In this article I give a brief synopsis of Croatian prose literature of the second half of the twentieth century, and the diachronic development of the novel, short story and fable in particular. Attention is given to contemporary Croatian short prose. Though recognising their importance as constant and dynamic influences, I refrain from making specific, detailed references to Croatian history and issues of a linguistic nature. For an overview of nineteenth and twentieth century Croatian history, see Mislav Ježic's article which appeared in the 1997 edition of the Croatian Studies Review. Relevant details about Croatian linguistic policy can be found in articles written by Josip Matešic and Luka Budak, both of which appeared in the same edition of the Croatian Studies Review. Other authors that offer an insight into Croatia's linguistic and historical reality, and the way they condition contemporary literature, include Banac (1990), Moguš (1995), Kačić (1997) and Perić (1998). More complete studies can be found in the literary journal Most (The Bridge), Vaupotić (1968) and Donat (1970 and 1996). Bogert (1991) offers a good survey of the literature of Krleža's time, while Eekman (1978) writes on South Slavonic literatures in general. Though a systematic history of Croatian literature has yet to be written in English or translated into English, sources from non-Croatian authors can be found in Škvorc (1997 and 1998).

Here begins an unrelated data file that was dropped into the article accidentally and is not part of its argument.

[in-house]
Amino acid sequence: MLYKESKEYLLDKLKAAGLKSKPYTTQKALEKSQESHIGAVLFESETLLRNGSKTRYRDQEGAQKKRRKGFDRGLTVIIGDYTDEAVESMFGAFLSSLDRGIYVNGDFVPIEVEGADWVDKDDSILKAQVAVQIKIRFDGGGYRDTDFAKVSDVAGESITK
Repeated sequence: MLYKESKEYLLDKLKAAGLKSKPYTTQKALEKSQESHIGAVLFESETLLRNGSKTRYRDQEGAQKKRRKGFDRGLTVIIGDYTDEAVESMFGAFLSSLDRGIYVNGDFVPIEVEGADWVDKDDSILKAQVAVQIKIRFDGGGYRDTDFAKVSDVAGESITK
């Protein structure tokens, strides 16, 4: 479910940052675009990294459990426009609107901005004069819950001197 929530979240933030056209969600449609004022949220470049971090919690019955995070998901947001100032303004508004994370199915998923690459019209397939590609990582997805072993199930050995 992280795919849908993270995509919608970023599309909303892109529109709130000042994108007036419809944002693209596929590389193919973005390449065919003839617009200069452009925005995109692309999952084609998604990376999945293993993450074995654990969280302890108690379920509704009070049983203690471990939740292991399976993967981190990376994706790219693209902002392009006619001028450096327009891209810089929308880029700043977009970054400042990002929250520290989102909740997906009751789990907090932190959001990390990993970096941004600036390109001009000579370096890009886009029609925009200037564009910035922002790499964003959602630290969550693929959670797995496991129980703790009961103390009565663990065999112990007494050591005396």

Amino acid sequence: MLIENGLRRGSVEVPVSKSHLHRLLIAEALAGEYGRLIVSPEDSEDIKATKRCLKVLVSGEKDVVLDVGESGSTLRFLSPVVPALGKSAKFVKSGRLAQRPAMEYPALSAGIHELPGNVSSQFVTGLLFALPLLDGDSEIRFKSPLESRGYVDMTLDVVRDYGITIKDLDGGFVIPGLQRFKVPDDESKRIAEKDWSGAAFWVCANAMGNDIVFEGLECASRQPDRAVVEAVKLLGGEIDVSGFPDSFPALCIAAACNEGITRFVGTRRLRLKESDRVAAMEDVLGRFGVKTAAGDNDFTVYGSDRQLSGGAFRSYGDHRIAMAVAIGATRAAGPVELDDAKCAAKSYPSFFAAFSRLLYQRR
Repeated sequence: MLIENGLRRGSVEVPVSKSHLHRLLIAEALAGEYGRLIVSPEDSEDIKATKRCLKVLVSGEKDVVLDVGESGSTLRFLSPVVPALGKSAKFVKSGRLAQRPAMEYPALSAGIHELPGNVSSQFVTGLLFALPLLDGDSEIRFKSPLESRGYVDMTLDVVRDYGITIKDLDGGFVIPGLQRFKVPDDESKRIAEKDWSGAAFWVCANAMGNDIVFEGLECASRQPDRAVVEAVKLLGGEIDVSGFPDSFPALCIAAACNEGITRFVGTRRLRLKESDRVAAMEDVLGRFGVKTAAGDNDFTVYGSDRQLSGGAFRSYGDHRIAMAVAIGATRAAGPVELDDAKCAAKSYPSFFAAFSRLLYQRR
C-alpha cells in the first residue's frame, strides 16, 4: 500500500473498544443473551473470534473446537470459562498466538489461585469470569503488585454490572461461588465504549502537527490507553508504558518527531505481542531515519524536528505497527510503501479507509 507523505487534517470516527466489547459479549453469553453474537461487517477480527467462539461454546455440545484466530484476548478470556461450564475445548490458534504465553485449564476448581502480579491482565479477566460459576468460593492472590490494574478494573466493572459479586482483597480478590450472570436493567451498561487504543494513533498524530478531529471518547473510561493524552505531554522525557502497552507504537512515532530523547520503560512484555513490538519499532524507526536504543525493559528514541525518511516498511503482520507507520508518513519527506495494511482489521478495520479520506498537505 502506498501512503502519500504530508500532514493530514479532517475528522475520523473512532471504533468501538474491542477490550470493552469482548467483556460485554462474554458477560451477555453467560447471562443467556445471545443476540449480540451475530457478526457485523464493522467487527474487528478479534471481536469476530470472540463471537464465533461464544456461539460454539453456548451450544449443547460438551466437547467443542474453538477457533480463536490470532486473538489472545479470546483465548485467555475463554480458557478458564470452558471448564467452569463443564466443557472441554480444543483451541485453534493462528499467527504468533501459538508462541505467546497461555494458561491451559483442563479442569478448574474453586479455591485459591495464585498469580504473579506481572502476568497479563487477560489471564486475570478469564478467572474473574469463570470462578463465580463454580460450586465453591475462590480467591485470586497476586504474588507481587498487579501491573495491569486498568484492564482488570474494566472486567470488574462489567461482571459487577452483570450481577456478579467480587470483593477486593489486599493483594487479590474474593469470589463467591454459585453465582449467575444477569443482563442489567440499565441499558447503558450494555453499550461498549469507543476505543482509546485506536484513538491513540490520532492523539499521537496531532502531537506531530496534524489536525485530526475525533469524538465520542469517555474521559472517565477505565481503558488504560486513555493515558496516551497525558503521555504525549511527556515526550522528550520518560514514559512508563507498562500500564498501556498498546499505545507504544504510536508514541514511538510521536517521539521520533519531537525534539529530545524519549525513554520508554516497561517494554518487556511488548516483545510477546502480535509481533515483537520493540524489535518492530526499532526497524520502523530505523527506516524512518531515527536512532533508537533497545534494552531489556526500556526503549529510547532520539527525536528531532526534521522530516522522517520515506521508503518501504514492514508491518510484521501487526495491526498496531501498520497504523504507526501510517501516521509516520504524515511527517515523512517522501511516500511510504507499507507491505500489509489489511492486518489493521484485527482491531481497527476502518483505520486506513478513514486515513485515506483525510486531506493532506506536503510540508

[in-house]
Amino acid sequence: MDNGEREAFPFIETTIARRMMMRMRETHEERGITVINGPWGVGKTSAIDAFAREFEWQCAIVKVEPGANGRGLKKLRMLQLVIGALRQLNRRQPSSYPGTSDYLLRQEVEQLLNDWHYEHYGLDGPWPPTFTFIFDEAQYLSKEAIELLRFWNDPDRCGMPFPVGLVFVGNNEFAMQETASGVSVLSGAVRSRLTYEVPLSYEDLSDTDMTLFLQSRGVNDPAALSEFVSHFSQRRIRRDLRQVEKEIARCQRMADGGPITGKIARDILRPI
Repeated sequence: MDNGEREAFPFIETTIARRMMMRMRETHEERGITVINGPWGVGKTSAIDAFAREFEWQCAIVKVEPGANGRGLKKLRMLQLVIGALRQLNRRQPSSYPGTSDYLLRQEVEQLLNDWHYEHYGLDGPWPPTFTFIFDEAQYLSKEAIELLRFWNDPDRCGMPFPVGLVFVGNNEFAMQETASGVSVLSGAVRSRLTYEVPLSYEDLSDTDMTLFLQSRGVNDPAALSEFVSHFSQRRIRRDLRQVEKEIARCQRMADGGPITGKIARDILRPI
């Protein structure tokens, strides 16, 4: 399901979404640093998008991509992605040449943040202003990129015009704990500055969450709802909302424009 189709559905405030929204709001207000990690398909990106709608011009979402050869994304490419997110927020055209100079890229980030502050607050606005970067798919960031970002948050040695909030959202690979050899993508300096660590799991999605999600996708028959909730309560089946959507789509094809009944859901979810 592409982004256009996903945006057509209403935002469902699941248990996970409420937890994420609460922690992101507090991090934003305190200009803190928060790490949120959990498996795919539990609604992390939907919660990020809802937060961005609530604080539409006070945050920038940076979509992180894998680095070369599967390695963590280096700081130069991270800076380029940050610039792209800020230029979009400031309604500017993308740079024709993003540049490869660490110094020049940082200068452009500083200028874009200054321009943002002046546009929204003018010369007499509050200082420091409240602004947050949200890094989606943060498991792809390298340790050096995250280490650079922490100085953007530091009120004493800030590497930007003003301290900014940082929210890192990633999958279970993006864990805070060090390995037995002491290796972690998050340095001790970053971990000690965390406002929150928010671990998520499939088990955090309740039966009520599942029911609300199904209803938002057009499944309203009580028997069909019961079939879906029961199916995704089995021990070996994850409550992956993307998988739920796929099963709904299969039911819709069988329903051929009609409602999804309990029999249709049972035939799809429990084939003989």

|Number of pages||22|
|Journal||Croatian studies review|
|Publication status||Published - 2003|